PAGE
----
2009 cineplex legends inductee
We may as well just say it: They don't make 'em like they used to. Call it class, eloquence or just being a gentleman, but Raymond Burr embodied the sort of qualities that have slowly but noticeably faded from our everyday world.
Perhaps we could be excused for leaning on hyperbole in light of the fact that, some 16 years after his 1993 passing to cancer, Burr is taking his rightful place alongside many of our nation's greatest actors Christopher Plummer, Hume Cronyn, Donald Sutherland on Canada's Walk of Fame. His name may not resonate with quite the same immediacy as his Hollywood contemporaries, such as Cary Grant or Montgomery Clift, but Burr was the real deal. In fact, one could argue that the same qualities that made him a somewhat lesser "star" are the same that made him so great a man humility, generosity and a desire for a private life. As he once famously stated: "I'm a fine guy to be an actor. Can't stand to have my picture taken."
Burr's acting career spanned six decades and encompassed roles in dozens and dozens of motion pictures. His success in television is of even greater renown, including a long-running hit role as disabled San Francisco detective Robert T. Ironside. But let there be no doubt that his most signifi cant character was lawyer Perry Mason. Perry Mason, the show, was a success of enormous proportions, and yet it was delivered via a medium that had not even been invented when Burr entered this world.
He was born Raymond William Stacy Burr on May 21, 1917, in New Westminster, B.C., to a salesman of Irish background, William Burr, and an American-Canadian pianist and music teacher, Minerva Smith. Sadly, his parents' relationship was not built to last (although they would remarry in 1955), but this tension landed Burr in some very fertile soil indeed - California. In 1922, his mother moved him and his younger sister and brother to Vallejo, where her parents lived. Young Raymond Burr became a Bay Area resident. A life-changing revelation for the boy came courtesy of Smith's job as the pipe organist at a local church. The minister's wife was a theatre major, and she carried a bug that Burr was swift in catching. He wanted to be an actor.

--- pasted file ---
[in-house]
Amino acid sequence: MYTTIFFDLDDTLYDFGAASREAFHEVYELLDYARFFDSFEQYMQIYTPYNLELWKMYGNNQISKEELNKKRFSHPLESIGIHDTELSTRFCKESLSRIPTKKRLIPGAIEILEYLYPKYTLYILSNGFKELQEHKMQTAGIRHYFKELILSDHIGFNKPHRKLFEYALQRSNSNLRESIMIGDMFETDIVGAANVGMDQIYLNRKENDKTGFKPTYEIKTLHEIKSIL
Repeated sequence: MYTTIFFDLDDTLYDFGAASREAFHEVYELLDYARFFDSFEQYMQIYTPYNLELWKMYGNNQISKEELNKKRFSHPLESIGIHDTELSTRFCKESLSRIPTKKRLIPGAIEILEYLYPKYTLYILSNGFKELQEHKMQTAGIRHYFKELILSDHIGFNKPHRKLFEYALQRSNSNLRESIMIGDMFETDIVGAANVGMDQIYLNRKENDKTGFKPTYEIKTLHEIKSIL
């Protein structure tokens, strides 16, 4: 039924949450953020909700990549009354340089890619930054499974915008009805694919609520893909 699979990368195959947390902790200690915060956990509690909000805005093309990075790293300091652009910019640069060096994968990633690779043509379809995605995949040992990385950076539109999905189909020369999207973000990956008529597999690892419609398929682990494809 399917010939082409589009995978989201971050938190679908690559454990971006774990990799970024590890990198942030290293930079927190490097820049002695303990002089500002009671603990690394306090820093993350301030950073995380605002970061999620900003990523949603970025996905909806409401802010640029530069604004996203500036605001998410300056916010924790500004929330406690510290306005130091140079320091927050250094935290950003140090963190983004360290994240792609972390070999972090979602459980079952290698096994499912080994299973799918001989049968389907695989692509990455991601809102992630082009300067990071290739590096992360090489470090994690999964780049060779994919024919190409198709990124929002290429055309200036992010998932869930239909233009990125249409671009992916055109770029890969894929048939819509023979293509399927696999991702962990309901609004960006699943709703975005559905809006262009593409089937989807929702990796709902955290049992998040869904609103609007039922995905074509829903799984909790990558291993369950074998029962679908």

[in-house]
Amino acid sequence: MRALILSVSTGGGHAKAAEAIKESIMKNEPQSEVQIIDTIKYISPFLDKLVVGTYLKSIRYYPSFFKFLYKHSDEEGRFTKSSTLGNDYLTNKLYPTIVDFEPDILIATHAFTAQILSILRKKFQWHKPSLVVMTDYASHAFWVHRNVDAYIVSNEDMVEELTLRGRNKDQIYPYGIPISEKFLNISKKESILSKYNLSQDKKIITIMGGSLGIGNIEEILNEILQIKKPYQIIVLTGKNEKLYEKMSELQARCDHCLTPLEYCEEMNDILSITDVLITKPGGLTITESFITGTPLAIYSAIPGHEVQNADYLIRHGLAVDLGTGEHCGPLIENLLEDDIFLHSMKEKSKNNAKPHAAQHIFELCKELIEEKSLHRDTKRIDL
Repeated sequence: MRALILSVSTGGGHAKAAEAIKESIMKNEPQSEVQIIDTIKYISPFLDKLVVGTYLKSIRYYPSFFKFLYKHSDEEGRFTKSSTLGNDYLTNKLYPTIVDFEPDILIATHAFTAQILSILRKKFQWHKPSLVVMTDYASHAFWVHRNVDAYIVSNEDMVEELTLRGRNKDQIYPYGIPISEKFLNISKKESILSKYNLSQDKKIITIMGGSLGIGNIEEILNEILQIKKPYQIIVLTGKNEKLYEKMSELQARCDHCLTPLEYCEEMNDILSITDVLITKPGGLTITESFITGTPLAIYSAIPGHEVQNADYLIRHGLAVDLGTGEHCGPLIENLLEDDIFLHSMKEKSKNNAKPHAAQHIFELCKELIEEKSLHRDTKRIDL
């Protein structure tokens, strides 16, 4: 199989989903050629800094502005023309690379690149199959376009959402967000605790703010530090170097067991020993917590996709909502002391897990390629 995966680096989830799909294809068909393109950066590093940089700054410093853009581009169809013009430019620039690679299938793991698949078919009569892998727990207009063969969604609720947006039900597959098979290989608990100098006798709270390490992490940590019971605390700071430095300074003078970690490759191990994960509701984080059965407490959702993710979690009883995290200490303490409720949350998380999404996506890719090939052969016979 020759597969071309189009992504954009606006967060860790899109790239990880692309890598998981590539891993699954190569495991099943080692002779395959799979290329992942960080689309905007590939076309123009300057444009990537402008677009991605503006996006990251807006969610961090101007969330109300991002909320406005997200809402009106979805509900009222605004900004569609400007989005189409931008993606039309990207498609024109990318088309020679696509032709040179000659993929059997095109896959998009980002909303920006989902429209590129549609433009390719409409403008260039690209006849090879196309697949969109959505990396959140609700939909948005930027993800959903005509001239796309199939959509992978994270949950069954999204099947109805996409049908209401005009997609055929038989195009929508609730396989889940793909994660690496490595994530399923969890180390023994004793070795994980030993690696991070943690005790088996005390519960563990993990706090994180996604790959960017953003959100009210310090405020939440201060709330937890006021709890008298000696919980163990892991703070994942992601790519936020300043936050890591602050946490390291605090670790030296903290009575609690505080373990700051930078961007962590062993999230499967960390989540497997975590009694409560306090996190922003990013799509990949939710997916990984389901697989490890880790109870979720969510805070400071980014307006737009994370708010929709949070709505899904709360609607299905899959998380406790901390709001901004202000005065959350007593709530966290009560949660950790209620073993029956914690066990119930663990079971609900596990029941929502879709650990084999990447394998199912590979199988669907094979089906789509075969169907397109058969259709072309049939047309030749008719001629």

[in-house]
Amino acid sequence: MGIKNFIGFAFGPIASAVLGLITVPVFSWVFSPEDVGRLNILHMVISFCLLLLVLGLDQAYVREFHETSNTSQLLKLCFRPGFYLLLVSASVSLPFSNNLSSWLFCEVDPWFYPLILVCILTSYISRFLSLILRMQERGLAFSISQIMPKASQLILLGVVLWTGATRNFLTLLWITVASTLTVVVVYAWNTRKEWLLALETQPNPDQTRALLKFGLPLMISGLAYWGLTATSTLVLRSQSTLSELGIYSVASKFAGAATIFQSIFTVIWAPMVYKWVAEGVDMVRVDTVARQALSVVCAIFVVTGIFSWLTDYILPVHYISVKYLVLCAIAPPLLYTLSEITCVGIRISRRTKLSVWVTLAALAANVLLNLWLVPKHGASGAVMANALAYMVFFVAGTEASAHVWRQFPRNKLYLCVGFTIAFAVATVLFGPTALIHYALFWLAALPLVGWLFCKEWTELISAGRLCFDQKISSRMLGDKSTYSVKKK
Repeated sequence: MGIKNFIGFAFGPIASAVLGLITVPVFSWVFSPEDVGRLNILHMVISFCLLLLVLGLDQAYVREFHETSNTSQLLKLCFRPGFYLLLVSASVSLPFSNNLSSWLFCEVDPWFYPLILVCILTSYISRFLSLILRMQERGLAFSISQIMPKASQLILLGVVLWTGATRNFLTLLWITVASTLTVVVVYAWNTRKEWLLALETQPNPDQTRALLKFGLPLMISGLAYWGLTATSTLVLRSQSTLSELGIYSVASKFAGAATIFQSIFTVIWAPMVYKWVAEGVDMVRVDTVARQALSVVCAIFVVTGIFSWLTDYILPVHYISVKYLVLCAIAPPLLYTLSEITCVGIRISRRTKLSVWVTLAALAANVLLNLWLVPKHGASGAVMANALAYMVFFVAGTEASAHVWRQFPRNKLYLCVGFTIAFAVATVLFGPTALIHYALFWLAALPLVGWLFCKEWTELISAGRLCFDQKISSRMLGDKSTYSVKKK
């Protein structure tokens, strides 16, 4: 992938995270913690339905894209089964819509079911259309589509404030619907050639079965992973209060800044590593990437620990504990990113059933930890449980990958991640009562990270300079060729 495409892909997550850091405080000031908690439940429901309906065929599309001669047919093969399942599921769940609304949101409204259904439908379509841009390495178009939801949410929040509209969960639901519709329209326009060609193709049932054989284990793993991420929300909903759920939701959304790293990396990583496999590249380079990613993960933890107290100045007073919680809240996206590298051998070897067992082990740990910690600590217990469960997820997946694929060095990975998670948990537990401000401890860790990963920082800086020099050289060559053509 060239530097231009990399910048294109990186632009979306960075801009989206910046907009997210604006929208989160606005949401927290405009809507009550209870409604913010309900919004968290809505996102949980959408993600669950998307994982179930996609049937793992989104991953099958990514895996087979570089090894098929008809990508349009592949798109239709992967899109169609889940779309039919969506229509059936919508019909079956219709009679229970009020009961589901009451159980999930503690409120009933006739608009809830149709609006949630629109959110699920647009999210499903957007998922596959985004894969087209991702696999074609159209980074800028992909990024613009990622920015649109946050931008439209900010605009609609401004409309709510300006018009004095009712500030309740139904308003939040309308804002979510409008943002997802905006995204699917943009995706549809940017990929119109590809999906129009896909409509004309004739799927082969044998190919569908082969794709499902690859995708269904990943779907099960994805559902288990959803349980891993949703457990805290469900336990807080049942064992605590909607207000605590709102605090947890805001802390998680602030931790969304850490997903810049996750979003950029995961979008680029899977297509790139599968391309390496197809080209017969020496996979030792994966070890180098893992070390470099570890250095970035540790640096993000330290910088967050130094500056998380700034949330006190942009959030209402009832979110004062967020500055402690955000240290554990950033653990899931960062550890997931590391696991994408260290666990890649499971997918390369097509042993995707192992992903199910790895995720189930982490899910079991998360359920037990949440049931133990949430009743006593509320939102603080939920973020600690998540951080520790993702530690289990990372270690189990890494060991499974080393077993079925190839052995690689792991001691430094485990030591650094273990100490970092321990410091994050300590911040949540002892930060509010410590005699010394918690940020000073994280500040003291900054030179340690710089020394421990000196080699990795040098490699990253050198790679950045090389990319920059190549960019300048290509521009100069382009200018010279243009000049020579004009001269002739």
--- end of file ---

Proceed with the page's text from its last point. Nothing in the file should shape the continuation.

The road was hardly smooth leading there he first had to live through the Great Depression and a stomach injury sustained while he was in the navy, stationed in Okinawa in World War II but Burr's will would not be denied. As the child matured into a man, he found he possessed an array of commanding traits tall and oak-tree solid, he had a voice to match his imposing frame. This led to his fair share of appearances as the "bad guy," including the district attorney who gets Montgomery Clift sent to the chair in A Place in the Sun (1951), and the deeply shady Lars Thorwald in the Hitchcock classic Rear Window (1954), but it wasn't long before people took notice of another, equally compelling side to Burr. It was this side that allowed him his great success as Mason, a role that made use of his quiet honour while still harnessing his enormous physical presence.
It's worth noting that Burr fashioned one of TV's most beloved characters out of a criminal defense attorney one of the most routinely despised real-life professions you could imagine. Perry Mason's run of nine seasons and 22 madefor- TV movies made it the most successful legal television program of its time. And even if that record no longer stands, the show's influence on the genre is undeniable.
As renowned as that role was, Burr's life was a lot more than just one act. His philanthropic work was wide-reaching and included extremely long-term commitments. A closeted homosexual for much of his life, Burr had a relationship with actor Robert Benevides that lasted 33 years. Their life together included many shared passions, such as growing orchids and establishing a vineyard that still bears his name today.
For any doubters of the range and capabilities of this man, allow us this one final exhibit. In 1956, the little-known Japanese film Gojira was to be repackaged for U.S. audiences. To do the job, studio execs cast Burr as reporter Steve Martin, an American overseas who witnesses the horrific destruction of Tokyo at the hands of a giant, radioactive, fire-breathing monster. And so it was that Burr brought Godzilla to America.
Thirty years later, for Godzilla 1985, he reprised this role, although in the dialogue he was only referred to as "Mr. Martin." It seems there was another, very popular actor by the same name. We're guessing Raymond Burr had no problem with that whatsoever.